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ABSTRACT: Cell migration and metastasis are key features of aggressive tumors. These processes can be difficult to study, as they often occur deep within the body of a cancer patient or an experimental animal. In vitro assays are able to model some aspects of these processes, and a number of assays have been developed to assess cancer cell motility, migration, and invasion. However, in vitro assays have inherent limitations that may miss important aspects of these processes as they occur in vivo. The chick embryo provides a powerful model for studying these processes in vivo, facilitated by the external and accessible nature of the chorioallantoic membrane (CAM), a well-vascularized tissue that surrounds the embryo. When coupled with multiple fluorescent approaches to labeling both cancer cells and the embryonic vasculature, along with image analysis tools, the chick CAM model offers cost-effective, rapid assays for studying cancer cell migration and metastasis in a physiologically-relevant, in vivo setting. Here, we present recent developments of detailed procedures for using shell-less chick embryos, coupled with fluorescent labeling of cancer cells and/or chick vasculature, to study cancer cell migration and metastasis in vivo.Methods in molecular biology (Clifton, N.J.) 01/2012; 872:1-14. · 1.29 Impact Factor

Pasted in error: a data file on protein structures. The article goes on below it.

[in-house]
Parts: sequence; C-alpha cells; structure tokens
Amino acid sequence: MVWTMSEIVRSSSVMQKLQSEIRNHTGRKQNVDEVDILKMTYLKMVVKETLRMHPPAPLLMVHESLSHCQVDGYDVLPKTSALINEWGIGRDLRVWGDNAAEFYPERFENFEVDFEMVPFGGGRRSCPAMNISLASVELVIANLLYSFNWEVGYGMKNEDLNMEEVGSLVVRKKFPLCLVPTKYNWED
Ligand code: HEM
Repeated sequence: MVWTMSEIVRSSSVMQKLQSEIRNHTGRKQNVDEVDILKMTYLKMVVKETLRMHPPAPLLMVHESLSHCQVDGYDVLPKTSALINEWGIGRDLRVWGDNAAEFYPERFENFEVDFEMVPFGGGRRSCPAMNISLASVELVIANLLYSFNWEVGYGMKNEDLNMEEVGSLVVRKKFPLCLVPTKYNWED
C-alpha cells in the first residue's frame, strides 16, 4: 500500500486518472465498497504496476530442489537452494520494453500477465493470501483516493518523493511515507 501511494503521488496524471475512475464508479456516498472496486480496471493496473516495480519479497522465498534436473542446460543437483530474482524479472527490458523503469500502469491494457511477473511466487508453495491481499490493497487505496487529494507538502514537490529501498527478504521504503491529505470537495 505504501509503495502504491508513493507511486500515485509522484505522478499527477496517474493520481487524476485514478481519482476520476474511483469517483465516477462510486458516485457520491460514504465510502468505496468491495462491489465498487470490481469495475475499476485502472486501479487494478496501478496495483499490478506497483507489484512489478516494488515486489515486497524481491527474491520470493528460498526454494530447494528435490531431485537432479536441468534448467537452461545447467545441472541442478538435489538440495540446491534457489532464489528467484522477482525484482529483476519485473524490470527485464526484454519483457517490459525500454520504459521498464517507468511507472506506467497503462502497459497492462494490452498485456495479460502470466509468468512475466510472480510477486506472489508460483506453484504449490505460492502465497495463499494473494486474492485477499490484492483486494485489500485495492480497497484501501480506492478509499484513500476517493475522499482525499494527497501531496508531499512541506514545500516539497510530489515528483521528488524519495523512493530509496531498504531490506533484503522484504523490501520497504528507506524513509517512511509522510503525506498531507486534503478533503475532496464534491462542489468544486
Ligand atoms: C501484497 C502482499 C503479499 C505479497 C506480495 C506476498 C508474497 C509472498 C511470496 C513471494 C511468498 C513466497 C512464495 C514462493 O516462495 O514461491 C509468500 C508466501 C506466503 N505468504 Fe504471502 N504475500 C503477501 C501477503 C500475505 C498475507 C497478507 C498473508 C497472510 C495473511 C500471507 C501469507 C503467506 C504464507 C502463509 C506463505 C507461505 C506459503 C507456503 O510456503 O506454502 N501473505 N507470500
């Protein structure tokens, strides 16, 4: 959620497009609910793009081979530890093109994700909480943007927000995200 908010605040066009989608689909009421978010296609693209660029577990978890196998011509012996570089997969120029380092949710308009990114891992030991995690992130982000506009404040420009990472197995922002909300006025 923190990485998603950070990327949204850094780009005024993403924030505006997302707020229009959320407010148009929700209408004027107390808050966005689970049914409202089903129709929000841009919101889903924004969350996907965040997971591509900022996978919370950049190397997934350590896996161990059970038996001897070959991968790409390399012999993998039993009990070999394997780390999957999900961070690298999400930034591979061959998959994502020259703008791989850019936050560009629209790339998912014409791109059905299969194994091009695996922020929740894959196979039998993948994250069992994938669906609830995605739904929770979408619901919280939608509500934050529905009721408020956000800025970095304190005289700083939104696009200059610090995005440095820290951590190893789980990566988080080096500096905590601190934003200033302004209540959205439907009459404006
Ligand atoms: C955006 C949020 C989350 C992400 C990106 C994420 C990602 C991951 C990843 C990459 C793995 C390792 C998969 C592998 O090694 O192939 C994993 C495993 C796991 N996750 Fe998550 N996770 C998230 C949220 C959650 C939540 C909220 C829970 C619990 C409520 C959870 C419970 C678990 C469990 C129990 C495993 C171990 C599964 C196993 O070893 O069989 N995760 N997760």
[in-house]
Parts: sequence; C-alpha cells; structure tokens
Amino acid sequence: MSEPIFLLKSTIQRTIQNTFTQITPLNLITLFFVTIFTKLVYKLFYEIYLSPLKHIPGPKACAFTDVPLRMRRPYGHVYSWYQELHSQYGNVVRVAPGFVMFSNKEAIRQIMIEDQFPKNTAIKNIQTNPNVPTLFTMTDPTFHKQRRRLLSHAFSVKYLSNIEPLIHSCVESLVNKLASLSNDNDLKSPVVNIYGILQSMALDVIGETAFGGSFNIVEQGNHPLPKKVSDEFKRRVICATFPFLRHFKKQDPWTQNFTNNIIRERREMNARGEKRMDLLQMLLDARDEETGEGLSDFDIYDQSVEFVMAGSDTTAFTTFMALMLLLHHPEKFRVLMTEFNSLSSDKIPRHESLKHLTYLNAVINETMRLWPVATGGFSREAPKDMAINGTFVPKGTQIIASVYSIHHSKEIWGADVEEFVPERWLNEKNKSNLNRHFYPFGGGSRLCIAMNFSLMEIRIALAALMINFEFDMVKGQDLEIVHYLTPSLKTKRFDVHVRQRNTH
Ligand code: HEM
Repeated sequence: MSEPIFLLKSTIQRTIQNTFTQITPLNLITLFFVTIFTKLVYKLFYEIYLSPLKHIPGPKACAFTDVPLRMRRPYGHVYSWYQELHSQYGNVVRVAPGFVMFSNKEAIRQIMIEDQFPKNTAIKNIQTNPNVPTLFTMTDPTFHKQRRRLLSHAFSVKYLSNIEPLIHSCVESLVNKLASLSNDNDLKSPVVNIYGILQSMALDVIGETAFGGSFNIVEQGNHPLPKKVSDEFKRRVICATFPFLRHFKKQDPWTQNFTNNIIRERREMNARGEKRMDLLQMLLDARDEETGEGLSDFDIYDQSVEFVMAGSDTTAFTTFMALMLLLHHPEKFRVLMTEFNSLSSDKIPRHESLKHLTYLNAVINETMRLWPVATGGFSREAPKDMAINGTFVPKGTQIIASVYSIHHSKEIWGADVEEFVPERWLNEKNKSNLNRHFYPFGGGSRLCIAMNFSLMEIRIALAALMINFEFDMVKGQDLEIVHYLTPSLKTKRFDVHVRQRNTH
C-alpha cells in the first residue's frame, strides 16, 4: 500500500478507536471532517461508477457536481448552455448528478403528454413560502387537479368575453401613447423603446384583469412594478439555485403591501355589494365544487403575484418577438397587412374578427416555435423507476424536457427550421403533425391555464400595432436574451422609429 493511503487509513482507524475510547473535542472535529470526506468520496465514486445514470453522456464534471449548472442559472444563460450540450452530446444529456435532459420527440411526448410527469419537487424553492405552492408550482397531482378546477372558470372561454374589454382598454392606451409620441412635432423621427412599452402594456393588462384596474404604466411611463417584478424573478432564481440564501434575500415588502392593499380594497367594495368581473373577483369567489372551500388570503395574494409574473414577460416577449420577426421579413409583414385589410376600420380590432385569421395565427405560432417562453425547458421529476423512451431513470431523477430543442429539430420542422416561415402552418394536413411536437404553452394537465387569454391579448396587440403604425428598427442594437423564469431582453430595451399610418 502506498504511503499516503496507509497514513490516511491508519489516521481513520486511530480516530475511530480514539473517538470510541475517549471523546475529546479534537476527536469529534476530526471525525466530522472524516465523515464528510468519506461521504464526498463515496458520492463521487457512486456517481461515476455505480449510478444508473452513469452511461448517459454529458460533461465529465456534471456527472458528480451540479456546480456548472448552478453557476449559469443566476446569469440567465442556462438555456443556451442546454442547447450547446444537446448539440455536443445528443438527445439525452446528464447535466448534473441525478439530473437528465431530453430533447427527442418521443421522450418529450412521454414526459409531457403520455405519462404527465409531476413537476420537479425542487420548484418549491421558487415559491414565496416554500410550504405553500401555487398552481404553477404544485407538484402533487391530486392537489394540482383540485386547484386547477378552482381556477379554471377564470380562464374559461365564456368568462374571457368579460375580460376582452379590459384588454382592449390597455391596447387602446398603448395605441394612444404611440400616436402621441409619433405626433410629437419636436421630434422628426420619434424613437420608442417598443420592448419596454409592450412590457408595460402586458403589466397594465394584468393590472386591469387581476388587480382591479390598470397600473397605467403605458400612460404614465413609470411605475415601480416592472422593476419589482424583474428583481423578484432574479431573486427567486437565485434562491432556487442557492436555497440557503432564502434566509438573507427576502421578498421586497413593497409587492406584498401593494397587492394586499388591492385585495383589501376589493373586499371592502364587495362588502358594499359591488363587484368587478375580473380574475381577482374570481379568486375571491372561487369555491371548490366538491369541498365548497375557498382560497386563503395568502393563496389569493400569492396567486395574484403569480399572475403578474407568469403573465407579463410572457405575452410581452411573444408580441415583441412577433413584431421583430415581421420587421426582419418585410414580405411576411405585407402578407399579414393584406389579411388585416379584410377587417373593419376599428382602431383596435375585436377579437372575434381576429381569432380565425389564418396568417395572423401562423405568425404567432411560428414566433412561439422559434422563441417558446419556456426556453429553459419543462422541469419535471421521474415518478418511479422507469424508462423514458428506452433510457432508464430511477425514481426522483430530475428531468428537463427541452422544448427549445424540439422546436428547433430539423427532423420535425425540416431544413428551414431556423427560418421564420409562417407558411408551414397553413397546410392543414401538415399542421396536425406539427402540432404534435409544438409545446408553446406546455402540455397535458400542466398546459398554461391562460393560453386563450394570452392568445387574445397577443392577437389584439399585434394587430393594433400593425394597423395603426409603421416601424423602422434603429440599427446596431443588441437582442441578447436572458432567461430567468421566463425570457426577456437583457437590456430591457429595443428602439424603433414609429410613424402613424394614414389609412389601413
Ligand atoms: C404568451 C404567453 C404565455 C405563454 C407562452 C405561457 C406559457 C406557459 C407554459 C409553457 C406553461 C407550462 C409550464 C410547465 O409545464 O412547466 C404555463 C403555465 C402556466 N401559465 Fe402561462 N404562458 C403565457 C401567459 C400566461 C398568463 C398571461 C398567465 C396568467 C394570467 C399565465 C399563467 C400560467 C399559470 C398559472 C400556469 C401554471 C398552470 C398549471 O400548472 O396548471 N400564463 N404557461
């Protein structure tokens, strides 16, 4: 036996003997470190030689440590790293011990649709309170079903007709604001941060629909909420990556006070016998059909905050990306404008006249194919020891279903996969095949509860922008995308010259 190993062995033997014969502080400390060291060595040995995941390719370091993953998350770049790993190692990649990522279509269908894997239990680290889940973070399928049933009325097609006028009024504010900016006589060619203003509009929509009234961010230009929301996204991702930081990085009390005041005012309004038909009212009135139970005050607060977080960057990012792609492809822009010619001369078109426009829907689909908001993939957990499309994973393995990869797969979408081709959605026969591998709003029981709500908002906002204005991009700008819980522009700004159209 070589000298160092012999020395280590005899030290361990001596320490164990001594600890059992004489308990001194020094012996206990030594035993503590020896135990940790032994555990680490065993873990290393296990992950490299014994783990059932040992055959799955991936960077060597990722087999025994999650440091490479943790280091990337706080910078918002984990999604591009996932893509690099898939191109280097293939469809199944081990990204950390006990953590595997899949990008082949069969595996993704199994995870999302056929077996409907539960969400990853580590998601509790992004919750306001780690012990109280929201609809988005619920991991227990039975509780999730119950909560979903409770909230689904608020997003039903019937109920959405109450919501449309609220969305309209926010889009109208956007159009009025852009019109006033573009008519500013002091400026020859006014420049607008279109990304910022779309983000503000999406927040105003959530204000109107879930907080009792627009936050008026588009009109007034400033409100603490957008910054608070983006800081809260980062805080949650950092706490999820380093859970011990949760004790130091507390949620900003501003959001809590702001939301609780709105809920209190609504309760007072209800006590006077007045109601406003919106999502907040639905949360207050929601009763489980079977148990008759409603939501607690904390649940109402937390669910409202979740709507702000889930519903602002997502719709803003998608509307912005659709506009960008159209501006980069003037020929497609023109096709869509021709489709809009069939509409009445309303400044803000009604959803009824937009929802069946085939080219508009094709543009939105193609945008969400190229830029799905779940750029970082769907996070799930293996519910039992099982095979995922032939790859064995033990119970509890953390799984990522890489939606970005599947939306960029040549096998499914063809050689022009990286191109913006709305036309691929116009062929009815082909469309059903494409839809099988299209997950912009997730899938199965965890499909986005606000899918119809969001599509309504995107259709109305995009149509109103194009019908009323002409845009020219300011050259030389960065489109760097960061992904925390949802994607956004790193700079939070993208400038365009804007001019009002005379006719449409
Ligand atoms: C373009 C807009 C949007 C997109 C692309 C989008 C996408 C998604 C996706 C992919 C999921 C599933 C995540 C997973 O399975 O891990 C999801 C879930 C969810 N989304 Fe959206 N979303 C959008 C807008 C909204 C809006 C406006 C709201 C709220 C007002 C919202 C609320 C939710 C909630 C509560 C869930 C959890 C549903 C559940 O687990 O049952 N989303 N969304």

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ABSTRACT: Using the crystal structure of the uracil transporter UraA of Escherichia coli, we constructed a 3D model of the Aspergillus nidulans uric acid-xanthine/H(+) symporter UapA, which is a prototype member of the Nucleobase-Ascorbate Transporter (NAT) family. The model consists of 14 transmembrane segments (TMSs) divided into a core and a gate domain, the later being distinctly different from that of UraA. By implementing Molecular Mechanics (MM) simulations and quantitative structure-activity relationship (SAR) approaches, we propose a model for the xanthine-UapA complex where the substrate binding site is formed by the polar side chains of residues E356 (TMS8) and Q408 (TMS10) and the backbones of A407 (TMS10) and F155 (TMS3). In addition, our model shows several polar interactions between TMS1-TMS10, TMS1-TMS3, TMS8-TMS10, which seem critical for UapA transport activity. Using extensive docking calculations we identify a cytoplasm-facing substrate trajectory (D360, A363, G411, T416, R417, V463 and A469) connecting the proposed substrate binding site with the cytoplasm, as well as, a possible outward-facing gate leading towards the substrate major binding site. Most importantly, re-evaluation of the plethora of available and analysis of a number of herein constructed UapA mutations strongly supports the UapA structural model. Furthermore, modeling and docking approaches with mammalian NAT homologues provided a molecular rationale on how specificity in this family of carriers might be determined, and further support the importance of selectivity gates acting independently from the major central substrate binding site.PLoS ONE 01/2012; 7(7):e41939. · 3.73 Impact Factor